Mastering the art of getting your buoyancy spot on (Text by Marty McCafferty, EMT-P, DMT, and Patty Seery, MHS, DMT. Images by Stephen frink)

Early in dive training, students learn that there are three elements involved in buoyancy control: the buoyancy compensator (BC), weights and lung volume. Although most divers are familiar with the need to be properly weighted, many do not understand all that it entails. Students and experienced divers alike make two common errors when it comes to weighting: diving while overweighted, and failing to adjust the amount of weight used in response to changes in equipment and environment.

Improper weighting makes it harder to achieve neutral buoyancy. Many divers who wear too much weight do not even realise they are overweighted. The excess weight means that to achieve neutral buoyancy the diver has to put more air into the BC bladders, which can create a more upright profile in the water. The upright position increases drag when swimming, causing the diver to expend more effort and consume more air. Underweighted divers can also become significantly fatigued while trying to stay down. In addition to increasing breathing-gas consumption, extra exertion can elevate decompression stress.

You may have heard a diver say, “This is how much weight I always use.” While field testing and prior experience can be useful, this statement shouldn’t be the endpoint of a dialogue about weighting. Proper weighting requires thought and practice, and the amount of weight worn is not fixed. Over the course of our lives, we experience change in muscle mass, body fat and physical fitness. Equipment, including wetsuits, wears out and gets replaced. Dive environments differ. All these factors affect buoyancy and require adjustments to the amount of weight used.

To determine how much weight you need, consider your body weight, the exposure protection you will be wearing, the weight of your equipment and the environment in which you will be diving. Start with weight equivalent to 10 percent of your body weight, which is a good baseline for a 6mm full wetsuit. For a 3mm suit, use 5 percent of your body weight. Remember that these percentages are simply starting points.

Drysuits and thick neoprene necessitate more weight to counter the suits’ buoyancy than do thin neoprene or dive skins. Body composition (muscle density, for example) will influence whether more or less weight is needed. Diving with an aluminium tank requires more weight than diving with a steel tank.

Salt water is denser than fresh water, thus increasing the buoyancy of immersed objects and requiring more weight to descend. Dive training typically begins in freshwater environments such as pools, quarries or lakes, so new divers should consider that even if they are wearing the same exposure protection they will need to add weight for ocean diving. The exact amount of additional weight needed will vary from person to person. Performing a buoyancy check in each situation will help determine the correct amount of weight to add.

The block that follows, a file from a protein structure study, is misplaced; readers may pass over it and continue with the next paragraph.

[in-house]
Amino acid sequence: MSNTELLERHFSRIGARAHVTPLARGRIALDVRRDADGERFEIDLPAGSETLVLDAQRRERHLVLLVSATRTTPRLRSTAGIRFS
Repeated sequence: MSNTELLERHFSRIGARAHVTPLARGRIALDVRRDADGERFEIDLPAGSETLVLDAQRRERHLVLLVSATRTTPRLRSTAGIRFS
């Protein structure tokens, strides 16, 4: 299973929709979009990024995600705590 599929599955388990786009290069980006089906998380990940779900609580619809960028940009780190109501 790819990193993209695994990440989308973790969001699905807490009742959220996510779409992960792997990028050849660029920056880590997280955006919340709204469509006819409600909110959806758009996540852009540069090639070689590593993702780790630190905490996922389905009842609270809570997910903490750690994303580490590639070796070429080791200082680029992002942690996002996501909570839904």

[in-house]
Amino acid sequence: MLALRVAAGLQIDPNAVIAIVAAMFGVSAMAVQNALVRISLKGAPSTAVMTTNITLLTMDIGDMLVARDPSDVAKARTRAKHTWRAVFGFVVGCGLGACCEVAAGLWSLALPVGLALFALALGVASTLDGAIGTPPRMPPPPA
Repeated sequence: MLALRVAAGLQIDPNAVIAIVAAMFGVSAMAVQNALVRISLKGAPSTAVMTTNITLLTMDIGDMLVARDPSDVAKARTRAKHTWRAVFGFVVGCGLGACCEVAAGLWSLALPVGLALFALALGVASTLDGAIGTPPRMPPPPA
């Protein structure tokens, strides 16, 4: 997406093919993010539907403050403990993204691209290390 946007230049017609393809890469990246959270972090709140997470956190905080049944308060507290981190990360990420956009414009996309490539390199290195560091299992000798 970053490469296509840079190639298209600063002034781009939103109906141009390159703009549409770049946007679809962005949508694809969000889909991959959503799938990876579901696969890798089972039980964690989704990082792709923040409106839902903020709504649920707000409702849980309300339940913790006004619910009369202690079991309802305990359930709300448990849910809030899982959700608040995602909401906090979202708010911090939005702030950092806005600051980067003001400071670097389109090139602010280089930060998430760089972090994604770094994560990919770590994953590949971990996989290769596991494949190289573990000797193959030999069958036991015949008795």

There are several options available for how and where to secure your weights. A weight belt is the most common method of wearing weights; there are belts that accept slide-on weights as well as pocket belts that can accommodate either solid weights or soft weights (bags filled with lead shot). Weight belts are easy to ditch in an emergency as long as you keep other gear clear of the belt. A shoulder harness is sometimes used when the buoyancy of a thermal protective suit requires more weight than can comfortably be worn around the waist. Integrated weight pockets and harness systems offer a couple of advantages over belts: They can be considerably more comfortable, and they offer improved ability to adjust trim. But unlike belts, which have a single point of release, harnesses and integrated systems may have more than one release point. This is crucial information for the diver and dive buddy to discuss prior to diving – and to remember in the event of an emergency. A downside to using weight pockets is that it may be more difficult to add or remove weights if adjustments need to be made.

For the rest of this article (Scuba Diver Issue 7/2015, AA No. 84) and other stories, check out our past issues here or download digital copy here.

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